By Sarah Pinkerton | Staff Writer
A virtual event to welcome faculty of color was held on Tuesday in order to ring in the new school year. They discussed changes that have been made to campus to improve diversity as well as the different organizations available to faculty minorities.
While this event has been hosted in-person in the President’s Suite at McLane Stadium and has featured appearances from the mayor of Waco for the past three years, it has shifted to a virtual medium this semester.
Dr. Elizabeth Palacios, dean for student development, said it is a welcome reception for faculty of color, but all faculty were invited to attend.
“It’s for everyone. We just focus on making sure that our faculty of color can meet other folks in their own areas and of course, in other areas, just to start building that sense of belonging – that sense of family,” Palacios said.
This event was hosted by Dr. Lori Baker, vice provost for Faculty Development and Diversity, and featured nine faculty speakers from different areas of campus.
Baker said that she hopes this event allows people to build networks with one another.
“I’m hopeful that maybe in the spring, we’ll be able to do something that will be in person and allow people to get to know one another in the ways that we’re traditionally used to using to get to know one another,” Baker said. “But for now, at least we can introduce some folks and help to connect people.”
Baker said that it is easy for faculty of color to become isolated in their area of study.
“How exciting would it be to be in a room where you’re in the majority for once while you’re at Baylor since we’re a predominantly white institution,” Baker said. “I thought this might be a really enjoyable experience for our faculty.”
As Baylor is a predominantly white institution and many faculty are new to teaching, Palacios said that any support while acclimating to a new environment is beneficial.
“Just making a sense of belonging and an environment of supportive, great networking,” Palacios said. “We get to meet people that you might share interests, that you might share backgrounds and have commonalities [with],” Palacios said. “But it’s just a more intimate opportunity to meet people.”
President Linda Livingstone spoke to participants about what changes have been made to campus to promote an engaging and welcoming environment.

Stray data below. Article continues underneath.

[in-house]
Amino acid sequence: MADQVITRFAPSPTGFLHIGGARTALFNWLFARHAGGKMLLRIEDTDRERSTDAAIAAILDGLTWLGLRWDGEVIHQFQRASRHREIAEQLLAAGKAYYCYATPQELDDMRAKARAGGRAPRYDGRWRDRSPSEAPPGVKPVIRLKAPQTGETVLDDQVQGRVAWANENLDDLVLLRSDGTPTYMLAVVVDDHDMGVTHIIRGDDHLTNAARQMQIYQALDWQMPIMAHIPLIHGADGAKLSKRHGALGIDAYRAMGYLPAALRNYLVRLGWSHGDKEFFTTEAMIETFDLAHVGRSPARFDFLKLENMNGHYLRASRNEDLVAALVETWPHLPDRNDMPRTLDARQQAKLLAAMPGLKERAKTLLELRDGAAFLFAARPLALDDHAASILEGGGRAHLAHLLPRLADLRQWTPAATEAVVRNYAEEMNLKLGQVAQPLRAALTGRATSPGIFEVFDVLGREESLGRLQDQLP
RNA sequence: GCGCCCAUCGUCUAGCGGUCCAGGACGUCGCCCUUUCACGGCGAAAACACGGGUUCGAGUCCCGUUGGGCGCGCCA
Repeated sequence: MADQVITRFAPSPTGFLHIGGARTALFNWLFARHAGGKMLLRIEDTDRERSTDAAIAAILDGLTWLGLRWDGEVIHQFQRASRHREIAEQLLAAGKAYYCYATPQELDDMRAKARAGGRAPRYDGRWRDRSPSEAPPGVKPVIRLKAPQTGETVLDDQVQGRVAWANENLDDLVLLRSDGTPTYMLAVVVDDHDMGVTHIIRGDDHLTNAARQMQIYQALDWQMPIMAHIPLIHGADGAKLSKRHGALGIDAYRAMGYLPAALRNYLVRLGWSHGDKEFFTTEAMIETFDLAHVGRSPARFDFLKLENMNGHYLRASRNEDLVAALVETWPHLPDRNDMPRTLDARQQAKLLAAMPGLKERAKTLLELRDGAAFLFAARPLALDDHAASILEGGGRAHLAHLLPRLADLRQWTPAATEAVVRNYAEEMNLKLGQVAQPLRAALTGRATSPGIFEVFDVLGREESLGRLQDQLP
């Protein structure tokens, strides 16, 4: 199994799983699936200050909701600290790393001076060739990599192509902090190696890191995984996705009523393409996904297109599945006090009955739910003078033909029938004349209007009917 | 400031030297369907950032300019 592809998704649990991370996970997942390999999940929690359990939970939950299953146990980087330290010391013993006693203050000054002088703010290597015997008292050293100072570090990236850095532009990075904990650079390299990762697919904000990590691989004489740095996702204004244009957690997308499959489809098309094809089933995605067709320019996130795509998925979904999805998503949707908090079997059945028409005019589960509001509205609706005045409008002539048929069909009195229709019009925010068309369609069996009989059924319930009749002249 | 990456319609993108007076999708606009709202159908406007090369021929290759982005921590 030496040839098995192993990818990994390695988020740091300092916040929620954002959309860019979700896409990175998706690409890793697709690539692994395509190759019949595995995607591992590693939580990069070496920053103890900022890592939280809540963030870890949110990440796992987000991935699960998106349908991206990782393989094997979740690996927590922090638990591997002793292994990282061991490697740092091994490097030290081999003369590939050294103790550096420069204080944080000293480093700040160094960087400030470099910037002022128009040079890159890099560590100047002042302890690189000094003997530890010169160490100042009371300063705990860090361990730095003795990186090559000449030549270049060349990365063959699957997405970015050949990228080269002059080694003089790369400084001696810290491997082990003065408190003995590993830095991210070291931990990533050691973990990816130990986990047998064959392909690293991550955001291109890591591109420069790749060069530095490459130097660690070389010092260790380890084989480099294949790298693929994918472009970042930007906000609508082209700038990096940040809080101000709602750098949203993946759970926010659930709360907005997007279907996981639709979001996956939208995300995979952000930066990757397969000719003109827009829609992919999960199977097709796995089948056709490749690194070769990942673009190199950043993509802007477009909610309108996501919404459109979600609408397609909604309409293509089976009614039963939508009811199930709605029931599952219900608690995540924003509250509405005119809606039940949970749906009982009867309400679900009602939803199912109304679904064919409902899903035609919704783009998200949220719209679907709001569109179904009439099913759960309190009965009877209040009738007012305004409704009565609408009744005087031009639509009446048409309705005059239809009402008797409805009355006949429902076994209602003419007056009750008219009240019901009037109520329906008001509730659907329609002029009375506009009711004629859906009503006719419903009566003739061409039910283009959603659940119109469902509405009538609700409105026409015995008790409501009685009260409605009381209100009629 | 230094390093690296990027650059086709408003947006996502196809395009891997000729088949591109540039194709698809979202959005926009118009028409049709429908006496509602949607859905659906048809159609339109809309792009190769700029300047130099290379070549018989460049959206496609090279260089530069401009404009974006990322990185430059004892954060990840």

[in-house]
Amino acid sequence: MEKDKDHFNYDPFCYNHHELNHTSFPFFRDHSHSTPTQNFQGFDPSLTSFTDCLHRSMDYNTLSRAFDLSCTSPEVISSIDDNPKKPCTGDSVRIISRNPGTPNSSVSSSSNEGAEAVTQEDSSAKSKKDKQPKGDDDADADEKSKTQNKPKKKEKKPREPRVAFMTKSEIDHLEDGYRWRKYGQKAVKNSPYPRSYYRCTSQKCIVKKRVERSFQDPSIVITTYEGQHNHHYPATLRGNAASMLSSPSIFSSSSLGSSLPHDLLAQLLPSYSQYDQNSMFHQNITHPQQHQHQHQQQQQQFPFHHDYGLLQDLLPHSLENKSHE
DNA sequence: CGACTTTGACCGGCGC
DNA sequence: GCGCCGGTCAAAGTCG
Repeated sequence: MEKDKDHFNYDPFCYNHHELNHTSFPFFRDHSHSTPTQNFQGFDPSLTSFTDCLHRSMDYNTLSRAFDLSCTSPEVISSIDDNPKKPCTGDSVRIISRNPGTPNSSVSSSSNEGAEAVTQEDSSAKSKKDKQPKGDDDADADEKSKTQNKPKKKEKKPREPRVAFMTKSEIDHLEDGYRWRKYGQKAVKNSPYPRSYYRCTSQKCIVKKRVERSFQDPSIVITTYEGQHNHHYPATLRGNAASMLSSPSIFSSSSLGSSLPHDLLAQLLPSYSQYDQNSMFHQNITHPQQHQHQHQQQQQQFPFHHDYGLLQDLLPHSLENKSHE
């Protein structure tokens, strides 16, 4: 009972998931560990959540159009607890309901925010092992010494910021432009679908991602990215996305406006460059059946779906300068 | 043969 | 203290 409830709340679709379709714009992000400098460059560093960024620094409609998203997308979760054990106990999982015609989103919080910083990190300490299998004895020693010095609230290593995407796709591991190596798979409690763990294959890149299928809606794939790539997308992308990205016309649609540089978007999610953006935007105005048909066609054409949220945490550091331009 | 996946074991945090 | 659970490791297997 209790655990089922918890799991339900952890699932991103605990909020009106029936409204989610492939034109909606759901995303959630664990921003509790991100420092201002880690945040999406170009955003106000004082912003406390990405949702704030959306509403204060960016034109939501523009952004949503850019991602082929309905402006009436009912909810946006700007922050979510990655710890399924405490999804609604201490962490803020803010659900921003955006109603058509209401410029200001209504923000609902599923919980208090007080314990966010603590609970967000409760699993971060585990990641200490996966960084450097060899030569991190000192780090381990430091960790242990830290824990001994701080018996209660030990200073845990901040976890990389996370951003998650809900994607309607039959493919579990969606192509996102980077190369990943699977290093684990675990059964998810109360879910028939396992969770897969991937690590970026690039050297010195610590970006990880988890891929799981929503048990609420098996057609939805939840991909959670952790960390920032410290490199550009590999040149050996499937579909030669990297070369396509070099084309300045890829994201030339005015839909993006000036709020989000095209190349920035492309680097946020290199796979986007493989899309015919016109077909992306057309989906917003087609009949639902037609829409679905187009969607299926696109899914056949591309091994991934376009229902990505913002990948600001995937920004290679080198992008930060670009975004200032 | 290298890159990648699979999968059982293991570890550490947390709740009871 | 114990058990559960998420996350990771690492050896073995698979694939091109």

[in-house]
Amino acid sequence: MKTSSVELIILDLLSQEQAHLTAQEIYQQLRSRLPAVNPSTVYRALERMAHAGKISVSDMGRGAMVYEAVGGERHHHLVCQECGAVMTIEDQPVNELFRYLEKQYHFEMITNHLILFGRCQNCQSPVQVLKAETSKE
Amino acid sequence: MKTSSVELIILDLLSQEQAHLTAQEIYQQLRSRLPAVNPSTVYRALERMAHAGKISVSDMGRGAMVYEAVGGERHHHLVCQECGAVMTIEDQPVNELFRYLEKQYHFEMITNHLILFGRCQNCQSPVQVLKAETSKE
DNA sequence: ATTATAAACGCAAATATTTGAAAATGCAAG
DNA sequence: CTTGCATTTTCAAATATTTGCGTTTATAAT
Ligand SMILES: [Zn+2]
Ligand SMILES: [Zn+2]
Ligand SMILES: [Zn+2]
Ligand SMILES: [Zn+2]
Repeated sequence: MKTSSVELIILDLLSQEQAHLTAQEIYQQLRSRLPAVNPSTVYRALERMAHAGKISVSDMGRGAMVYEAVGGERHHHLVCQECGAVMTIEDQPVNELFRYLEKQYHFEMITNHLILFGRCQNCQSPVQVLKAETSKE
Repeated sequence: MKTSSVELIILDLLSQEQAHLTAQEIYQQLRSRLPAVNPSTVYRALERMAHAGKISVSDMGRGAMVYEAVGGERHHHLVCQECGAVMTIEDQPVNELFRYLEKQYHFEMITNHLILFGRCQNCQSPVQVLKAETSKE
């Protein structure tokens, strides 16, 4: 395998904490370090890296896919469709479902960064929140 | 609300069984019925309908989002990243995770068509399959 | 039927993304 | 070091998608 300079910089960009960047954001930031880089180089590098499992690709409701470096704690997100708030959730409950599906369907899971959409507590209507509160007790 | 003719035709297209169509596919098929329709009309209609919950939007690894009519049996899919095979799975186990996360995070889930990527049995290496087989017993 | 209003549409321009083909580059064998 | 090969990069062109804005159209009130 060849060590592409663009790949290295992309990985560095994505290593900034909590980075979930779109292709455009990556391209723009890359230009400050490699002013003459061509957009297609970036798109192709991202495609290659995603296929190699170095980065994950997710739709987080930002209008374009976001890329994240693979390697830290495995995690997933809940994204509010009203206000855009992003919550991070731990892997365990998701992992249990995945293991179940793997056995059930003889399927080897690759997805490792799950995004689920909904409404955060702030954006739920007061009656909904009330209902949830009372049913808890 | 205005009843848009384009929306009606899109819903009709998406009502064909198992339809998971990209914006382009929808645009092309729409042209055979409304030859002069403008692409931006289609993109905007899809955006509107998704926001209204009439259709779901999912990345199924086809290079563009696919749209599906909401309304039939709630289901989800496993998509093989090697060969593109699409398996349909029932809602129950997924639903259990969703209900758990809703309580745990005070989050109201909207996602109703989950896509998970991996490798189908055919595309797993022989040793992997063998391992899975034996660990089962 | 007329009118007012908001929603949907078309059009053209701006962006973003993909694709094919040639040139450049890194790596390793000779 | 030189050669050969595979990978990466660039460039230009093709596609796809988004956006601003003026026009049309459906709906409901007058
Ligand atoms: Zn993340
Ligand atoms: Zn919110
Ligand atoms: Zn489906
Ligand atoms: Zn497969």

She discussed the new Commission on Historic Campus Representations, which has created a goal to share a more honest history of the university, as well as a mandatory diversity education that is in progress for all faculty, staff and students for later in the semester, the revision of their Civil Rights policy and the recent campus climate survey.
“To our faculty of color, I want to say, you matter,” Livingstone said. “Particularly to our new faculty of color, you’re here because we believe that you have a unique and important contribution to make to our strategic plan, Illuminate.”
Provost Dr. Nancy Brickhouse then expanded on diverse faculty hiring processes and a new core curriculum in the College of Arts and Sciences.
“In these courses, we find real opportunity to provide an education that really celebrates the diverse contributions of people from all over the world,” Brickhouse said. “And the way in which they have contributed to our culture into our society.”
Brickhouse said that she realizes the university still has work to do in the area of diversity.
“For our faculty of color in general, for underrepresented minority faculty in particular,” Brickhouse said. “We need to do more and to create the kind of environment, the support and the leadership to enable all of our black faculty, including our faculty of color, to flourish.”
Christina Chan-Park, coordinator of the Faculty of Color Alliance, then spoke about the mission of the Alliance and upcoming events.
“About 125 of approximately 200 faculty of color are on the [email list] right now,” Chan-Park said.
Chan-Park said that there are a lot of departments on campus that still only have one faculty member of color.
“When you first come, those are the only people you know and it’s hard and depending on what your background is, the other place faculty meet each other at Baylor is at church,” Chan-Park said. “You might come from a different faith background.”
Tonya Hudson, president of the Black Faculty and Staff Association, also spoke about the BFSA and its upcoming events.
“What we want to try to do is create a place where faculty and graduate students have access to professional development,” Hudson said. “And then we can connect undergraduate students with faculty and staff for the mentorship programs.”
Brooke Blevins, co-founder of Women’s Colloquium, then spoke about her organization and its history. Riz Klausmeyer, chair of Women in Science and Engineering, or WISE, spoke about her organization and Cuevas Peacock, assistant director of Community Relations-Cultural Wealth spoke about the Solid Gold Neighbor initiative and the recent Waco Culture Guide.
Lastly, Malcolm Foley, special advisor to the President for Equity and Campus Engagement, introduced himself and told attendees how he can assist them throughout the year.
Baker said that she hopes faculty know the commitment of President Livingstone and Dr. Brickhouse to faculty diversity.
“There are some faculty that joined us this fall, that we’ve been recruiting for a number of years to come to Baylor,” Baker said. “And so we’re excited that they’re here and we want to make sure that they’re well connected and part of the community.”